Brussels / 3 & 4 February 2018


Kodi and Embedded Linux

Moving Towards Common Windowing and Video Acceleration

In a world where a new single board computer (SBC) comes out every month it has become impossible to maintain all the proprietary methods that are used with the boards. A movement towards a unified windowing method and unified decoding methods has started. For Kodi version 18 a Direct Rendering Manager / Kernel Mode Setting (DRM/KMS) windowing method has been implemented. This allows any device that has a Linux kernel DRM driver to run kodi. The next step is video decoding, where each SBC has it's own specific decoder and software to run it. The Linux kernel implements a Video4Linux2 (V4L2) subsystem where drivers can register a decoder to be used under a common API. Kodi needs to be able to use a zero-copy path in order to display these decoded frames on the screen. For this to happen we need to use DRM-PRIME buffer sharing and specific EGL extensions to present the frames. All this together will allow Kodi 18 to run on a vast variety of SBCs that have DRM driver and a V4L2 driver available.

In order for Kodi to present decoded frames along with the GUI multiple hardware planes are needed. To use multiple planes we will make use of the DRM subsystem. Atomic DRM allows control over each page flip and what is presented by each plane within one atomic commit. In Kodi this allows showing the Kodi GUI in the overlay plane and the decoded video frames in the primary plane. The decoded video frames exit the decoder in a semi-planar YUV format called NV12 (other formats may be possible as well). These NV12 frames can be presented directly in the primary plane and the DRM subsystem handles the scaling and rotation.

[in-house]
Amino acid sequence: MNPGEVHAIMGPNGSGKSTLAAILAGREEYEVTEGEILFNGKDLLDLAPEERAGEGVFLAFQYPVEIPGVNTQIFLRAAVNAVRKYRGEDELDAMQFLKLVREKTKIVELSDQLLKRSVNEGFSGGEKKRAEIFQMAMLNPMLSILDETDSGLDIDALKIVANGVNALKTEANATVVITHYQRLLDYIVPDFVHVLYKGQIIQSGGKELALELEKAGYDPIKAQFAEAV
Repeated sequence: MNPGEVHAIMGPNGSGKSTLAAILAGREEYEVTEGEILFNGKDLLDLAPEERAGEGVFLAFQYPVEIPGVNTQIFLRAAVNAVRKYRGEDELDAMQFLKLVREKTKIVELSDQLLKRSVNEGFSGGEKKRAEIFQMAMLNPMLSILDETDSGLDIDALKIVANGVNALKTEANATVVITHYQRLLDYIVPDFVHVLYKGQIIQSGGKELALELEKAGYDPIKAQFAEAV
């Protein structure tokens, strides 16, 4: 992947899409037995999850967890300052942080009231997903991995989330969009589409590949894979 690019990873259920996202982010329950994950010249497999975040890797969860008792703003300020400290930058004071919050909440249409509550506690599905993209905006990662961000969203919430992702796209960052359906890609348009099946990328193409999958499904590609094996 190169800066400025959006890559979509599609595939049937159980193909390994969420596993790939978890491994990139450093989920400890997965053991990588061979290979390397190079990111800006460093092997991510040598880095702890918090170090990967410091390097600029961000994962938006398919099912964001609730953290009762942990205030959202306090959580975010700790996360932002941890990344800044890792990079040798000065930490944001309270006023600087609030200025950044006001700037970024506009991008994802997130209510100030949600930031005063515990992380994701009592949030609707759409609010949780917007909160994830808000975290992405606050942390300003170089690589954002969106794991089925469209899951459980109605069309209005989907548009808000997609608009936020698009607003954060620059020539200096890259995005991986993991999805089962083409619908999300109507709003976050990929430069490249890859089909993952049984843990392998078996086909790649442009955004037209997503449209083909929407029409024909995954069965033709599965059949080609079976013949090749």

Presenting directly to a DRM plane has some downsides that need to be addressed. Depending on the DRM driver things like scaling and deinterlacing may not be supported. In these cases a separate rendering method has to be used. This other rendering method is entirely done in OpenGLES using the EGL extension EGL_EXT_image_dma_buf_import. This method allows directly importing the NV12 video frame into OpenGLES and manipulation can be done from there via GLSL shaders. Kodi already implements shaders that do the YUV to RGB conversion needed to output the image to the display. These shaders also implement scaling via various methods (lanczos, spline36, etc) and deinterlacing via bobbing.

All this together will allow SBCs such as NXP i.MX6, Allwinner H3, Rockchip 3288 and 3328, Qualcomm Dragonboard 410c, and many more to work with Kodi without implementing any new methods. This work is underway is largely merged into Kodi master already.


Photo of Lukas Rusak Lukas Rusak